Focus on the positives. It’s human nature to half-heartedly listen to the 99 positive comments and then fixate on the one negative piece of feedback we receive. If you are a well-respected business, with plenty of positive publicity on major review sites, like Yelp, Google Reviews, Avvo, RealSelf, etc., then you will be okay. Most customers read more than one review, and they are also aware that some people just like to complain. Your abundant positive reviews will make up for the one or two negative reviews in the bunch. That being said, make sure your business is listed under every review site under the sun so you can get the positive reviews you want to receive! Random tidbit. If you have recently experienced a Ripoff Report backlash, or are hanging your head at a fresh slew of negative press, never fear. The academic journal, Marketing Letters, conducted research investigating just how much consumers’ decisions are affected by positive/negative press online. One interesting finding was that consumers are more likely to post a positive comment or rating about a company they like if they see a negative comment/review they disagree with. So, that scathing review you’re bemoaning now might inspire a host of positive comments that will do your brand a heap o’ good!

Enlist professional help. If you feel the power of the Ripoff Report backlash, enlist the help of a professional firm. The key to getting those negative links buried is to replace them with something better. A PR firm will create a plethora of positive articles, press releases, and blog postings. They’ll make sure your company is represented on the most popular review sites to enable satisfied customers to post positive reviews. Proactive reputation management provides a foundation of web activity that will make it easy for the occasional, negative publicity to be buried, while the positive comments and postings continue to rise to the top. The added bonus is that all these extra postings will significantly bolster your SEO power.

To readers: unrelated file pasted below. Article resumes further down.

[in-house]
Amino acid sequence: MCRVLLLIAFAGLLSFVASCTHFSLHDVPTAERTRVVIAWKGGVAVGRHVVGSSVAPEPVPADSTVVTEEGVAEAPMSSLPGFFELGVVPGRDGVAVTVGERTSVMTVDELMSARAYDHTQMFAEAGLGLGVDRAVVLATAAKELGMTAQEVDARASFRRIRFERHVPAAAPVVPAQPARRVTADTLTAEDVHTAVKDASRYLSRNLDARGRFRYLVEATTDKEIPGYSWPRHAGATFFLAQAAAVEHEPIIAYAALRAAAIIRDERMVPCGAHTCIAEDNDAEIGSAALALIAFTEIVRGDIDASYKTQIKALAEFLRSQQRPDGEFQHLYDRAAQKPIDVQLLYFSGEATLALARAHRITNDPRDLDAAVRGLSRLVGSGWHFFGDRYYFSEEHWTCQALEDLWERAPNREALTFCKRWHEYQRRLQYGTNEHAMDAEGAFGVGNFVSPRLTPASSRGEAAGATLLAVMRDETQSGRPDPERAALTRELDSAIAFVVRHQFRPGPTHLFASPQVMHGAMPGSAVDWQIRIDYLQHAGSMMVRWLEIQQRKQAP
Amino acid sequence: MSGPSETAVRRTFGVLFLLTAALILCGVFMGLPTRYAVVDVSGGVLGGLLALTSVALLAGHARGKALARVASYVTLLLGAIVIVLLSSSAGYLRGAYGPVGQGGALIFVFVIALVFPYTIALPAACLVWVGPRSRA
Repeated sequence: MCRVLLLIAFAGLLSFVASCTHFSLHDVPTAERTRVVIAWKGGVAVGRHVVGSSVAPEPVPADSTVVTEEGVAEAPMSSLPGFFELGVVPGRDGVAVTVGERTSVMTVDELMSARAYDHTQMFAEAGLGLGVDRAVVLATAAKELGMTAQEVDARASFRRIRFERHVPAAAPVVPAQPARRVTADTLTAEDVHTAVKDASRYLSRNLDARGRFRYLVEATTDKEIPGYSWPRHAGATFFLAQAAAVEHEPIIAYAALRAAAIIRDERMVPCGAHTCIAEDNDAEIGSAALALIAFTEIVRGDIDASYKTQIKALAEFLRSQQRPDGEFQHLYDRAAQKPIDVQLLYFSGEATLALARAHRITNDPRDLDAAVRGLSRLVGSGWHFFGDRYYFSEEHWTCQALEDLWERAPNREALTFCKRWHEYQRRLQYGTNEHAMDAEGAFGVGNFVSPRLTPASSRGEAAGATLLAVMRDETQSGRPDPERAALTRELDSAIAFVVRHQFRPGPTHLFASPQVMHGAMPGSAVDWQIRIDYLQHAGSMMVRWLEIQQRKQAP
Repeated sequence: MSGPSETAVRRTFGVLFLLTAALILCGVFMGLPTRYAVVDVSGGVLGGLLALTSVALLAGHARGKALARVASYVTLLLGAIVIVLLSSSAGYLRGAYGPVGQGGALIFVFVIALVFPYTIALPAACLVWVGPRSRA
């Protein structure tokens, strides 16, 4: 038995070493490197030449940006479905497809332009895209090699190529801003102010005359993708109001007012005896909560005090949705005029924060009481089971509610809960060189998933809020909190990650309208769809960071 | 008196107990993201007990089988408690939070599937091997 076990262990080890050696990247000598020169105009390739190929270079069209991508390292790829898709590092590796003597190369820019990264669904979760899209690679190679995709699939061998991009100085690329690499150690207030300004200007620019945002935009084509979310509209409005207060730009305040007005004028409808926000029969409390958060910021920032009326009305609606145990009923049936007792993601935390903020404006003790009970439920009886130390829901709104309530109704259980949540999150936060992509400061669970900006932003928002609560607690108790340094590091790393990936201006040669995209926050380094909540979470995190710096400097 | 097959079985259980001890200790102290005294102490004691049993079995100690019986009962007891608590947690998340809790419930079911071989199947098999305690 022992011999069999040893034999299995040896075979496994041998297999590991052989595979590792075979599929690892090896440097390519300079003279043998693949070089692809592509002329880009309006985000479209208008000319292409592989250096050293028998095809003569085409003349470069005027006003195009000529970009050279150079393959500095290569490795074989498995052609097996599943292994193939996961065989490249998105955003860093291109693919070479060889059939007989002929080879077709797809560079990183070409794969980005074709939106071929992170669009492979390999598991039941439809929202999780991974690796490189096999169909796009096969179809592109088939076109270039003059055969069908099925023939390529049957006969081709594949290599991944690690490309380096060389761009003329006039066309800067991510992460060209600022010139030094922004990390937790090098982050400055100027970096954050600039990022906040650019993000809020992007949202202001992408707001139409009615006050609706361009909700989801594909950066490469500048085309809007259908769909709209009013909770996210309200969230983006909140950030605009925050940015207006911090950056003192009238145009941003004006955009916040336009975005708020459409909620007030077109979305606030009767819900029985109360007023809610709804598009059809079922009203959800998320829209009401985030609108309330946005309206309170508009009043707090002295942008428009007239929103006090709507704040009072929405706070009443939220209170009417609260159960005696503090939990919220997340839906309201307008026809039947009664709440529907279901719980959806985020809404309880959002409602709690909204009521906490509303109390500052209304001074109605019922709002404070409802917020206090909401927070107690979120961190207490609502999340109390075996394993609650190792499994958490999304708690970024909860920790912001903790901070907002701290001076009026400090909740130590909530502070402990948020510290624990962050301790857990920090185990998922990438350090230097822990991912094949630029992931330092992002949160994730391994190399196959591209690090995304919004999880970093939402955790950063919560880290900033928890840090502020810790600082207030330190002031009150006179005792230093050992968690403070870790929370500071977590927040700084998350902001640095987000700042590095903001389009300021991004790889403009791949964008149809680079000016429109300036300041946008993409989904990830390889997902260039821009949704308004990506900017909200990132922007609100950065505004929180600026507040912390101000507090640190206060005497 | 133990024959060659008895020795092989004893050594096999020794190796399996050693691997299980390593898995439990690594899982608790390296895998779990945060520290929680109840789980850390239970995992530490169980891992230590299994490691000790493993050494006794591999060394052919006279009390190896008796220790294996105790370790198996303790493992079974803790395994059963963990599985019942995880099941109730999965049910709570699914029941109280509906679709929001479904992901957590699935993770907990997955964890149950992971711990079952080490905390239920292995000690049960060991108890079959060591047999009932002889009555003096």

Content, Content, Content. The best thing you can do to mitigate a Ripoff Report appearance is to have a strong, positive SEO presence before the posting ever happens. We like to focus on the positive, so we consistently promote the creation of high-quality, warm-and-fuzzy content to develop your brand in a positive light, and help you maintain a strong position on the front page of search engine results. However, following this advice also helps you to weather a negative storm. If your company hasn’t done much to develop a web presence, or cultivate active social media accounts, it will be that much harder for you to supersede any negative press you encounter.

If you are currently managing your SEO strategies in-house, and are feeling pressed for time, there’s a good chance you aren’t putting out the quantity of blogs required to compete. You may also struggle to keep up with keyword research, which can be the difference between hovering at number 15 for a keyword phrase that used to work and being ranked Number 1 for a phrase you’ve never thought of before. Maybe you set up a Facebook page, but don’t really monitor it, and never bothered to tap in to Twitter, Google + or Pinterest. Any weakness at the front end of digital and social media marketing will make your reputation management that much more daunting when something actually goes wrong.

Don’t underestimate the power of electronic word of mouth – its a powerful force to reckon with. The more you do before, during, and after a negative Ripoff Report, the simpler your reputation management recovery mission will be.

Published August 6, 2013 by David Kaufer.
Categories: Reputation Management, SEO